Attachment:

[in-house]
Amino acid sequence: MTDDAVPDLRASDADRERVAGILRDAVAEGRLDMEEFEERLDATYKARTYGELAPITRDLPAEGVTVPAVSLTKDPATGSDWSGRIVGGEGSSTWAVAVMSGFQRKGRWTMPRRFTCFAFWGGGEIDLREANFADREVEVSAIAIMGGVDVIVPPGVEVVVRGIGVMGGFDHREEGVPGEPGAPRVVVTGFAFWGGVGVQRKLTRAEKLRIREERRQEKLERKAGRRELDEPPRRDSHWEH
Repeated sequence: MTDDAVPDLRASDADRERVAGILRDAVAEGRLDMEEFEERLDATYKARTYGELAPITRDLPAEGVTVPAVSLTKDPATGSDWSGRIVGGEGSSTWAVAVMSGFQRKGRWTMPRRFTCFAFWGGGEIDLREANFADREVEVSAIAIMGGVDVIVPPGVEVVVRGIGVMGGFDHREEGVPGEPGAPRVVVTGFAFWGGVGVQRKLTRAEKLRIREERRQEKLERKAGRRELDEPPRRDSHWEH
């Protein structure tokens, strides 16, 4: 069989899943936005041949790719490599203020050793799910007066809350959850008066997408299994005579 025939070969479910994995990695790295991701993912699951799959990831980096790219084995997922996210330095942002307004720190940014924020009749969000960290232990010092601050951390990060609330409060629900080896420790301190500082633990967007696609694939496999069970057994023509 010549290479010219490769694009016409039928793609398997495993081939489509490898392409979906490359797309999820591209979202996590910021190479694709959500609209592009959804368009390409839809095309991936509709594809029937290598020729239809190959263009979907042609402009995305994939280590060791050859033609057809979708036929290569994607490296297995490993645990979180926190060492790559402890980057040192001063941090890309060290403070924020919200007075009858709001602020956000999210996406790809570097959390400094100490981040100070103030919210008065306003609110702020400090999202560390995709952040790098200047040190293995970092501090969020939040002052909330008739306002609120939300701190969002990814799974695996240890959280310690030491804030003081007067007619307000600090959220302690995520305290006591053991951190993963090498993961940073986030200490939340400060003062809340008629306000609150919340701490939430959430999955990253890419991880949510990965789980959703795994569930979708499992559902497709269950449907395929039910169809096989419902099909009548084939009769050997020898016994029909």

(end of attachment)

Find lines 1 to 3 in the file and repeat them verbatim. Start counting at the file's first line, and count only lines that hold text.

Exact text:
[in-house]
Amino acid sequence: MTDDAVPDLRASDADRERVAGILRDAVAEGRLDMEEFEERLDATYKARTYGELAPITRDLPAEGVTVPAVSLTKDPATGSDWSGRIVGGEGSSTWAVAVMSGFQRKGRWTMPRRFTCFAFWGGGEIDLREANFADREVEVSAIAIMGGVDVIVPPGVEVVVRGIGVMGGFDHREEGVPGEPGAPRVVVTGFAFWGGVGVQRKLTRAEKLRIREERRQEKLERKAGRRELDEPPRRDSHWEH
Repeated sequence: MTDDAVPDLRASDADRERVAGILRDAVAEGRLDMEEFEERLDATYKARTYGELAPITRDLPAEGVTVPAVSLTKDPATGSDWSGRIVGGEGSSTWAVAVMSGFQRKGRWTMPRRFTCFAFWGGGEIDLREANFADREVEVSAIAIMGGVDVIVPPGVEVVVRGIGVMGGFDHREEGVPGEPGAPRVVVTGFAFWGGVGVQRKLTRAEKLRIREERRQEKLERKAGRRELDEPPRRDSHWEH